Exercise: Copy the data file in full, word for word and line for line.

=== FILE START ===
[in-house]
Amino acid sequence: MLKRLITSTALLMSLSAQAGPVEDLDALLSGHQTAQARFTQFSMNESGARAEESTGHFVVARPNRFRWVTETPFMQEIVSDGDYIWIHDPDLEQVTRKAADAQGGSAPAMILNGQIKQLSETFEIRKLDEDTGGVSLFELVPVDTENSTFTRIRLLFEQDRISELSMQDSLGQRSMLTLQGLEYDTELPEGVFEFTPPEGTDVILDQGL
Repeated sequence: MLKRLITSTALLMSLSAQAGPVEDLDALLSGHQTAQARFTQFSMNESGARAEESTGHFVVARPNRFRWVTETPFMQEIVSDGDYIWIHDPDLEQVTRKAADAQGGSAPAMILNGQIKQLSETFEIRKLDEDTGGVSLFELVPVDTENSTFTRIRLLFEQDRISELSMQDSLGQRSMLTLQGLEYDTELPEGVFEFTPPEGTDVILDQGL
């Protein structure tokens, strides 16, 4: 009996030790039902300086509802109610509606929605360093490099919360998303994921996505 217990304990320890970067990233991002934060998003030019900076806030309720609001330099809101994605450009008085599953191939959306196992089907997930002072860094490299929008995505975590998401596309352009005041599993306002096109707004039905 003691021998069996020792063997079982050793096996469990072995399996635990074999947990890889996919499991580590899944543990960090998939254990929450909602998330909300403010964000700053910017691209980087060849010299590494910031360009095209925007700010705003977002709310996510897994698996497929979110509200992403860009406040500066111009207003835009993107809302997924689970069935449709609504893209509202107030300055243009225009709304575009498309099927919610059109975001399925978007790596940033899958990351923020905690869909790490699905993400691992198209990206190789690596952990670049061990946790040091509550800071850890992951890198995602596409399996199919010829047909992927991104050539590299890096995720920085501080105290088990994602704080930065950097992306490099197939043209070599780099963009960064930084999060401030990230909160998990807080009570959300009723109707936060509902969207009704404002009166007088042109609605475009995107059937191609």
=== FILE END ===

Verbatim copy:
[in-house]
Amino acid sequence: MLKRLITSTALLMSLSAQAGPVEDLDALLSGHQTAQARFTQFSMNESGARAEESTGHFVVARPNRFRWVTETPFMQEIVSDGDYIWIHDPDLEQVTRKAADAQGGSAPAMILNGQIKQLSETFEIRKLDEDTGGVSLFELVPVDTENSTFTRIRLLFEQDRISELSMQDSLGQRSMLTLQGLEYDTELPEGVFEFTPPEGTDVILDQGL
Repeated sequence: MLKRLITSTALLMSLSAQAGPVEDLDALLSGHQTAQARFTQFSMNESGARAEESTGHFVVARPNRFRWVTETPFMQEIVSDGDYIWIHDPDLEQVTRKAADAQGGSAPAMILNGQIKQLSETFEIRKLDEDTGGVSLFELVPVDTENSTFTRIRLLFEQDRISELSMQDSLGQRSMLTLQGLEYDTELPEGVFEFTPPEGTDVILDQGL
């Protein structure tokens, strides 16, 4: 009996030790039902300086509802109610509606929605360093490099919360998303994921996505 217990304990320890970067990233991002934060998003030019900076806030309720609001330099809101994605450009008085599953191939959306196992089907997930002072860094490299929008995505975590998401596309352009005041599993306002096109707004039905 003691021998069996020792063997079982050793096996469990072995399996635990074999947990890889996919499991580590899944543990960090998939254990929450909602998330909300403010964000700053910017691209980087060849010299590494910031360009095209925007700010705003977002709310996510897994698996497929979110509200992403860009406040500066111009207003835009993107809302997924689970069935449709609504893209509202107030300055243009225009709304575009498309099927919610059109975001399925978007790596940033899958990351923020905690869909790490699905993400691992198209990206190789690596952990670049061990946790040091509550800071850890992951890198995602596409399996199919010829047909992927991104050539590299890096995720920085501080105290088990994602704080930065950097992306490099197939043209070599780099963009960064930084999060401030990230909160998990807080009570959300009723109707936060509902969207009704404002009166007088042109609605475009995107059937191609």